For the third straight year, the U.S. music business is not only growing, it’s growing faster, as overall consumption hit 636.7 million equivalent album units in 2017, up 12.5 percent from 566.1 million in 2016, according to Nielsen Music. And once again, streaming is driving that growth: Overall on-demand streams reached 618 billion, up 43 percent, equating to 412 million streaming-equivalent album units, up from 432.2 billion streams, or 288.2 million SEA, the year prior.
Audio on-demand streams grew 58.7 percent to 400.4 billion, up from 252.3 billion in 2016, while video on demand grew to 217.7 billion streams, a 20.9 percent increase over the prior year total of 180 billion. With that, the U.S. industry produced its first 1 billion-stream song in a single year, as Luis Fonsi & Daddy Yankee’s “Despacito” (featuring Justin Bieber) hit 1.3 billion total on-demand streams in 2017.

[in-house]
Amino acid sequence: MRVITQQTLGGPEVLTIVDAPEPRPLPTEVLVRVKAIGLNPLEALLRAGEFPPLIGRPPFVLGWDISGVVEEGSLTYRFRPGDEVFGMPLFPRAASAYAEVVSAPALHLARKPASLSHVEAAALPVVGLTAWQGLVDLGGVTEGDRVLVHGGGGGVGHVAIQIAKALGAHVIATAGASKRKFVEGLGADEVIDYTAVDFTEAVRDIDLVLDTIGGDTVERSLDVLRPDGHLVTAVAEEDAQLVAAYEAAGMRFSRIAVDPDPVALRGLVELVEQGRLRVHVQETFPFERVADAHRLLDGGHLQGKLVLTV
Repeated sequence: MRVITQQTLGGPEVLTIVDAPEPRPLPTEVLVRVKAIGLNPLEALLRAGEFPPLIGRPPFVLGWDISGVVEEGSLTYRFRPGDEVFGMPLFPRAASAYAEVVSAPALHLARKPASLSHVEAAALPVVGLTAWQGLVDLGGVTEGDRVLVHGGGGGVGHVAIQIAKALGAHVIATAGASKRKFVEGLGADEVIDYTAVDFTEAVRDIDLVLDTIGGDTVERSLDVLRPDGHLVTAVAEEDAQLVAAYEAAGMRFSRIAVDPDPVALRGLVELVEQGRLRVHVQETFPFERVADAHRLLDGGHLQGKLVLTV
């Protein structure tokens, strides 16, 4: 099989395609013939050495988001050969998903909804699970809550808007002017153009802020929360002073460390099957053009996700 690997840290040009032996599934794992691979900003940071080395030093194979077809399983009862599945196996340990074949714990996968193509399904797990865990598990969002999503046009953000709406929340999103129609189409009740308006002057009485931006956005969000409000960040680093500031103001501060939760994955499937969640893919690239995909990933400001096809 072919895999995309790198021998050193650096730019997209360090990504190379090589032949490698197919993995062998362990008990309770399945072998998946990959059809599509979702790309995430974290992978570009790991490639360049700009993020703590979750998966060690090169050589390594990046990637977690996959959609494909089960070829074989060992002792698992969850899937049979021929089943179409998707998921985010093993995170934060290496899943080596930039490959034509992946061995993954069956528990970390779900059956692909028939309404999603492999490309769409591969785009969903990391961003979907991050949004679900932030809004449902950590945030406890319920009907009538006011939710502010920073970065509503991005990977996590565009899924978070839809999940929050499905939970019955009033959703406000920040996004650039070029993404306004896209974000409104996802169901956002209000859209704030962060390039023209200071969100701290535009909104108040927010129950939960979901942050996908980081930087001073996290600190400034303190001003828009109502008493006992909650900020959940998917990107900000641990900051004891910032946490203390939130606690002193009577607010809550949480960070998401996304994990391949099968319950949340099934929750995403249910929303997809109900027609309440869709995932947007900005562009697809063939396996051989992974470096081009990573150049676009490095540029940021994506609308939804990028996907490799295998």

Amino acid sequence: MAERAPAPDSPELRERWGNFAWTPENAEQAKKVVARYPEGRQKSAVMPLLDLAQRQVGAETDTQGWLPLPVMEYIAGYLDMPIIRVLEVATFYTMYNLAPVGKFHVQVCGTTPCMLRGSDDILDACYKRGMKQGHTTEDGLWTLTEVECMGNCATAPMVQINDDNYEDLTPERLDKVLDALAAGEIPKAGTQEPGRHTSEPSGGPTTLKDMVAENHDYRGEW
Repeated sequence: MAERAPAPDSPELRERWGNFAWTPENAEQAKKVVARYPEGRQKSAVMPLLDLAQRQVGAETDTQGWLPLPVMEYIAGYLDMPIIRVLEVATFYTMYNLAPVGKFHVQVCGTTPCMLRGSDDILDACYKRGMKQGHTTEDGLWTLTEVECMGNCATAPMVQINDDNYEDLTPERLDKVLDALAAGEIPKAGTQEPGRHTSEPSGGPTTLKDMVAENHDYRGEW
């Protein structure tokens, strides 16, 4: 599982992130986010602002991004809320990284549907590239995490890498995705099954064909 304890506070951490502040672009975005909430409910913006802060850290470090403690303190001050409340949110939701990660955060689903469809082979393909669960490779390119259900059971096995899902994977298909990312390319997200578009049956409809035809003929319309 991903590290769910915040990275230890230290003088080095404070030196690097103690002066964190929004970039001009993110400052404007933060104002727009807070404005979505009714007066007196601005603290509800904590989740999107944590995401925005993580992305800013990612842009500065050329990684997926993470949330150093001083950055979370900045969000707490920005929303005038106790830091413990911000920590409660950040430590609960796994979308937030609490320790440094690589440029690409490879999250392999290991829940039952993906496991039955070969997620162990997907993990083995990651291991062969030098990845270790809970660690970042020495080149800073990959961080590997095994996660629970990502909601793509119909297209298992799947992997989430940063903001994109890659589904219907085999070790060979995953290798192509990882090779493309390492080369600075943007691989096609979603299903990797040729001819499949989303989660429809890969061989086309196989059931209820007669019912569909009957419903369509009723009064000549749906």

Digital-album and CD sales both dropped 19.6 percent, to 66.2 million and 88.2 million copies, respectively, and track sales (554.8 million, down 23.4 percent) also continued to fall, though vinyl once again ticked up, growing 9 percent in 2017 to 14.3 million. But growth in the consumption business model is outpacing the 19.2 percent decline in album sales plus track-equivalent albums (down to 224.6 million units in 2017), a welcome change from the last format shift when downloads didn’t grow as fast as the decline in CDs. That means digital’s share of album consumption grew to 83.8 percent in 2017, up from 78.2 percent the year prior, with physical falling to 16.2 percent from 21.8 percent in 2016.